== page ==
When the artists label a still image of a can of cleanser a “product” and a dish detergent a “production” and when later, in another segment, the second still unfolds into the commercial from which it has been excerpted, the point is that, just as the still image is part of a larger picture, a commodity is an emblem of a larger process of production. Moreover, an equation is asserted between the commodity as a product and the commercial as a product that is more obviously a production as well. The advertisement serves not only to sell a product but also to produce an image or reproduce an ideology that supports that role.

The second act is used as a vehicle for the analysis of a number of advertisements, but it is carried out through “a phantasy projection,” the title of this section. Of course, thefantasy encompasses both the original advertisements and the fiction of a Canadian revolution. In this scenario, actual documentary footage of a House of Commons vote is used, but a soundtrack is substituted in which the politicians vote themselves out of office in a change to a socialist government brought about by a movement of grassroots groups demanding full cultural representation. Artists are part of this self-representative demand which is also an expression of support for indigenous culture. Presumably, the artists have assisted in this transition through their critique of ideology of the kind enacted in Working the Double Shift itself.  

This segment gives the artists an opportunity to perform a critique on a couple of commercials. In the first, the blasé  political commentators who voice the new script now carry out a “marxist-feminist” critique of a shampoo commercial, addressing not only its sexual stereotyping, which is obvious, but the economic and class values presented as well. In the second commercial that promotes a French wine, they engage a semiotic critique of the misrepresentation of contemporary artists and art production in the figure of a French studio artist standing for traditional subjects and values through the practice of easel painting. As one of the commentators states: “Primarily, it’s that this kind of image of an artist is so out of touch with the reality of art and cultural practice today, well, it’s really absurd, and when you think about it, this kind of image represents a kind of academy art which we have never had in this country. So the whole thing is unreformable.”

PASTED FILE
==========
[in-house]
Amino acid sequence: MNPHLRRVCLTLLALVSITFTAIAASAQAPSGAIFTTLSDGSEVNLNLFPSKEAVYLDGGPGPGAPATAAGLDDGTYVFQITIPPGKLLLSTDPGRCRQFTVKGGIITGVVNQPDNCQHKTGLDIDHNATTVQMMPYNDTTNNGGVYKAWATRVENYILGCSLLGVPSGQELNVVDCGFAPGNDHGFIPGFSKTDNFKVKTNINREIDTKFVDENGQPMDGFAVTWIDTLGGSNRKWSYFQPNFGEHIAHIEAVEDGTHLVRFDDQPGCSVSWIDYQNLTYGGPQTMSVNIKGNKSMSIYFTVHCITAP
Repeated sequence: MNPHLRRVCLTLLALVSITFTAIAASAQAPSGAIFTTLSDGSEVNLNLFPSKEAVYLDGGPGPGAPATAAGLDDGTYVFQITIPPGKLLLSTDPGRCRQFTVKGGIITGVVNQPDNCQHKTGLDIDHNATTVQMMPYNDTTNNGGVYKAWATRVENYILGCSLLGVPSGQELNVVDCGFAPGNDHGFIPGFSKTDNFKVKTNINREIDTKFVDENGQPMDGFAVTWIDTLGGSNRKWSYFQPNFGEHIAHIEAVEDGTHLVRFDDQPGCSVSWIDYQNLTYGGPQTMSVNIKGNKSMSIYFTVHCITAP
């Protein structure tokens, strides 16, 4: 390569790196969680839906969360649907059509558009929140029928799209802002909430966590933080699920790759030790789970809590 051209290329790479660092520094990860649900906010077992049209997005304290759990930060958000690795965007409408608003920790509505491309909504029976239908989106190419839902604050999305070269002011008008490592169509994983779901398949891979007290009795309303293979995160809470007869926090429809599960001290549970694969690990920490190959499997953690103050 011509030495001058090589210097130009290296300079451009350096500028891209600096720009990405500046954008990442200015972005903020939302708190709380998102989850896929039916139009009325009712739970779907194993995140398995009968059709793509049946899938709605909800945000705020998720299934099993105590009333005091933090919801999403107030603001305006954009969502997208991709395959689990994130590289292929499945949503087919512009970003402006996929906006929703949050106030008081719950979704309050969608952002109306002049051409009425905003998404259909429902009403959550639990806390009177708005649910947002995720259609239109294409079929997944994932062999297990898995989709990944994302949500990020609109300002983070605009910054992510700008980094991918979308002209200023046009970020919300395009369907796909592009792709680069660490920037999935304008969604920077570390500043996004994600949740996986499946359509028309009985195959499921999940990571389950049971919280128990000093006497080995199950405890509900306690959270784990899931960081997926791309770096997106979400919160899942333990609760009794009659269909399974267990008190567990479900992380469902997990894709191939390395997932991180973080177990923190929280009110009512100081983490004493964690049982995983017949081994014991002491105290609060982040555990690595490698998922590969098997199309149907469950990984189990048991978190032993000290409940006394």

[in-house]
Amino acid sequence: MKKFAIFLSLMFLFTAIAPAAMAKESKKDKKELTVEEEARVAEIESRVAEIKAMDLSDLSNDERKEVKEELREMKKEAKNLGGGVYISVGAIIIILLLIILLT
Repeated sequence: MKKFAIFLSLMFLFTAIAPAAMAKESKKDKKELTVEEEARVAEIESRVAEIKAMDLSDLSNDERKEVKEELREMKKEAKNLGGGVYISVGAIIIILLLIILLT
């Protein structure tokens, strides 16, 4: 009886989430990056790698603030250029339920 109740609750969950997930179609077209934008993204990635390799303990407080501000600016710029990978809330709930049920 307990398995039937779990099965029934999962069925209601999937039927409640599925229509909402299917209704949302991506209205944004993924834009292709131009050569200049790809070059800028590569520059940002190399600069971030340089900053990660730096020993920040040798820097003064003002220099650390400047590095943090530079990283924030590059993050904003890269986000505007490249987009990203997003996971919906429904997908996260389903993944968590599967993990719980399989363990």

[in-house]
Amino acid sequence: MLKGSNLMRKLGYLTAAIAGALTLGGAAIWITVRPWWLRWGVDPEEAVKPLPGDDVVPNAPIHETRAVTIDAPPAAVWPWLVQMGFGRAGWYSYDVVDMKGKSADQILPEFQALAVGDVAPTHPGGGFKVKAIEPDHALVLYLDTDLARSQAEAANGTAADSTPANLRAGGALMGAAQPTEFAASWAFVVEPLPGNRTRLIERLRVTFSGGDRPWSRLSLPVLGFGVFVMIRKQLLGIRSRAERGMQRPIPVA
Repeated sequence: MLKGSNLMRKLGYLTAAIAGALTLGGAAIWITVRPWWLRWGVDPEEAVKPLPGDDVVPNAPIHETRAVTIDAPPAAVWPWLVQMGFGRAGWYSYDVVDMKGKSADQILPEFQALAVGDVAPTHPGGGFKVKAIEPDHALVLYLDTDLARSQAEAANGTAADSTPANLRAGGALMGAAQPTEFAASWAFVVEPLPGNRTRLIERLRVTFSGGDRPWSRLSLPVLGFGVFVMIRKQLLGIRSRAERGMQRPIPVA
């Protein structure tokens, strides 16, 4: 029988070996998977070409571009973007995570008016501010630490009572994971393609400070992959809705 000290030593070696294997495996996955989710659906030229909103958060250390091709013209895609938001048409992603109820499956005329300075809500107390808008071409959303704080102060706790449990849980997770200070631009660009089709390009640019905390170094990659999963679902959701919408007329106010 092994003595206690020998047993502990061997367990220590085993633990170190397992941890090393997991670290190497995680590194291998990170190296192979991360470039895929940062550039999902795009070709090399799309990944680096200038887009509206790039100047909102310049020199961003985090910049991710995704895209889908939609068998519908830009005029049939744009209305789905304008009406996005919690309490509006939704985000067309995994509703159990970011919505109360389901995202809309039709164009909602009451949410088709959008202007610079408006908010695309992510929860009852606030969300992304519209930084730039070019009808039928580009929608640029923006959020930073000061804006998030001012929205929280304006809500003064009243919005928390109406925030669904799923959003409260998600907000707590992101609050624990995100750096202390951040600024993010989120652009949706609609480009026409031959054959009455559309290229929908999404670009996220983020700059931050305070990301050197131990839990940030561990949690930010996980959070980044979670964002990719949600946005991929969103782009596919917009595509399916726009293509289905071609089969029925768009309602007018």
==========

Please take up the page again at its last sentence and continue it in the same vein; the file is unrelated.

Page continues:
The second set of commercials— “pirate tapes” the commentator calls them—are interventions into commercials rather than just critical commentaries. If the first set of commercials constitutes the practice of “naming,” the second set illustrates the activity of “creating a new script.” The first reworking uses the direct imagery of the commercial, leaving it intact and substituting another sound track at odds with its image. A product does not disclose the history of its making, nor does it reflect the social relations instituted by its production. This new commercial takes a GM advertisement and dubs over a voicetrack that treats as a commercial the car manufacturer’s commitment to worker self-management. “We’re working towards full worker control in all areas of production.... At GM worker control is good for the economy” becomes its slogan.

The second commercial in this set, by a group of single mothers enrolled in a retraining course, presents a montage of different commercials. It addresses the hierarchy of power established by commercials that show women cleaning and cooking, while a man tells them how to do it professionally, when in reality women compose 40 per cent of the paid labour force: “It’s time we started hearing housework is not just women’s work.”

The “change in media imagery” called for at the end of Working the Double Shift has been accomplished in this segment of commercials by using the direct means and images of television at hand. The artists have offered examples of intervention—from commentary, to direct changing of values through appropriation and “subversion” of the original message, to talking back to the media.

While the first two acts of Working the Double Shift address the ideological function of television either by bluntly pointing out its mechanisms or by subtly subverting them, the third act looks at the direct effect of these representations and messages on a consciousness—that of a child. What images of economy, society and gender do the media present? For the artists “the message is clear” in every instance, that women economize household budgets while men control power (economy); that “the family is safe and free of conflict; the world, however, is a very dangerous place” (society); and that “our society identifies through representation certain tasks as being appropriate for each sex” (gender). To demonstrate that “when it comes to gender roles [children’s] personal experience may conflict with media representations,” the artists intervene by showing themselves doing different household tasks, alternately questioning the resultant images with the texts “natural/unnatural” and “male/female.” They conclude the tape: